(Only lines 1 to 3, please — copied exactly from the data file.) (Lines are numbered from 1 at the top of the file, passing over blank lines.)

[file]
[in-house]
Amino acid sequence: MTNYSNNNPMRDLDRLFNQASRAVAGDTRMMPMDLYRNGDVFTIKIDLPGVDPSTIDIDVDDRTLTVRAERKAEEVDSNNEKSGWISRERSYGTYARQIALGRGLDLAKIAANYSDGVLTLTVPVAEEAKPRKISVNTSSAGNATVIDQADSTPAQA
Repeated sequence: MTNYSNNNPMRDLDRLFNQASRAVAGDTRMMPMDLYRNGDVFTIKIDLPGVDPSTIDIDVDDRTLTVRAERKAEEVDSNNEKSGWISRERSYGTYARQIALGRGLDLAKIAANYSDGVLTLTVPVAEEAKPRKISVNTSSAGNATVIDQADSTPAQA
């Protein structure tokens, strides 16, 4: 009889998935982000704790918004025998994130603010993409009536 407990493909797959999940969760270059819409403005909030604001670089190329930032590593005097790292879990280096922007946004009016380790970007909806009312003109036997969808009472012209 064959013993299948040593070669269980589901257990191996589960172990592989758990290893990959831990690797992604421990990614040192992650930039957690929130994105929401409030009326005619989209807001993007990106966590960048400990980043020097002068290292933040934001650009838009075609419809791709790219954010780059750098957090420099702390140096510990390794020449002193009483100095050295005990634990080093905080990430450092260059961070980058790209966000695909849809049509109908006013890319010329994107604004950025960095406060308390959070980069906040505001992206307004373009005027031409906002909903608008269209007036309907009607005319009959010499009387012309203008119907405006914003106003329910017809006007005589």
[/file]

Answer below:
[in-house]
Amino acid sequence: MTNYSNNNPMRDLDRLFNQASRAVAGDTRMMPMDLYRNGDVFTIKIDLPGVDPSTIDIDVDDRTLTVRAERKAEEVDSNNEKSGWISRERSYGTYARQIALGRGLDLAKIAANYSDGVLTLTVPVAEEAKPRKISVNTSSAGNATVIDQADSTPAQA
Repeated sequence: MTNYSNNNPMRDLDRLFNQASRAVAGDTRMMPMDLYRNGDVFTIKIDLPGVDPSTIDIDVDDRTLTVRAERKAEEVDSNNEKSGWISRERSYGTYARQIALGRGLDLAKIAANYSDGVLTLTVPVAEEAKPRKISVNTSSAGNATVIDQADSTPAQA